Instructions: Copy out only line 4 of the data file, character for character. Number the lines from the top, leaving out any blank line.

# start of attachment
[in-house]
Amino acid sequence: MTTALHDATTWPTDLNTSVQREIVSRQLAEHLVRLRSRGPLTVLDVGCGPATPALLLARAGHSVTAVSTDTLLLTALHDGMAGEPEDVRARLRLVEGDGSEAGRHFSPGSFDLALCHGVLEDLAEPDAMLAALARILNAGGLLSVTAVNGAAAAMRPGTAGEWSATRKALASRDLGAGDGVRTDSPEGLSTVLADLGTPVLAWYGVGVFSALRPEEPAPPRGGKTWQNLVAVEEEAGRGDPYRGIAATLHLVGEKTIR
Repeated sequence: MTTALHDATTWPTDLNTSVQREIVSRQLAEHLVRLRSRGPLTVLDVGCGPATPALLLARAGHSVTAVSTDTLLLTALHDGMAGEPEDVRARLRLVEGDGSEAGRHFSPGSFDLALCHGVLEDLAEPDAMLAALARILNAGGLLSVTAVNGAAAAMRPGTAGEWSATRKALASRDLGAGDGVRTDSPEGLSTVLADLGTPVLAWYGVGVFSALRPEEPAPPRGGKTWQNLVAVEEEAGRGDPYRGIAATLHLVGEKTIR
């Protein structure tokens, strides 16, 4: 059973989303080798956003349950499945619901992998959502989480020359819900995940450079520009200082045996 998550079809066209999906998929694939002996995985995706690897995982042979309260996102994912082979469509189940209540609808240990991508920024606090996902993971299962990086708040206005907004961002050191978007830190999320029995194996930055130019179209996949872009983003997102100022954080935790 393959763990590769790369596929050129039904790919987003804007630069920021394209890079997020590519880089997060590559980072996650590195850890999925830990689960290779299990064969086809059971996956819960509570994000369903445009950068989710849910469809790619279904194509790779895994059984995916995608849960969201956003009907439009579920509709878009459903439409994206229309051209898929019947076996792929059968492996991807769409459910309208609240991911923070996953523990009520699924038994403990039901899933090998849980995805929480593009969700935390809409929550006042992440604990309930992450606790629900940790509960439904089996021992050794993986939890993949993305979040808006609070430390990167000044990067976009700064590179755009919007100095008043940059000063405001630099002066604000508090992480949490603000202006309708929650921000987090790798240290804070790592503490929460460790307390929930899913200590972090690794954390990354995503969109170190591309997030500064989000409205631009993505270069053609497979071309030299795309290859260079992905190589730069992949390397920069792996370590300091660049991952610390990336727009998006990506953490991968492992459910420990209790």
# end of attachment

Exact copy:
């Protein structure tokens, strides 16, 4: 059973989303080798956003349950499945619901992998959502989480020359819900995940450079520009200082045996 998550079809066209999906998929694939002996995985995706690897995982042979309260996102994912082979469509189940209540609808240990991508920024606090996902993971299962990086708040206005907004961002050191978007830190999320029995194996930055130019179209996949872009983003997102100022954080935790 393959763990590769790369596929050129039904790919987003804007630069920021394209890079997020590519880089997060590559980072996650590195850890999925830990689960290779299990064969086809059971996956819960509570994000369903445009950068989710849910469809790619279904194509790779895994059984995916995608849960969201956003009907439009579920509709878009459903439409994206229309051209898929019947076996792929059968492996991807769409459910309208609240991911923070996953523990009520699924038994403990039901899933090998849980995805929480593009969700935390809409929550006042992440604990309930992450606790629900940790509960439904089996021992050794993986939890993949993305979040808006609070430390990167000044990067976009700064590179755009919007100095008043940059000063405001630099002066604000508090992480949490603000202006309708929650921000987090790798240290804070790592503490929460460790307390929930899913200590972090690794954390990354995503969109170190591309997030500064989000409205631009993505270069053609497979071309030299795309290859260079992905190589730069992949390397920069792996370590300091660049991952610390990336727009998006990506953490991968492992459910420990209790």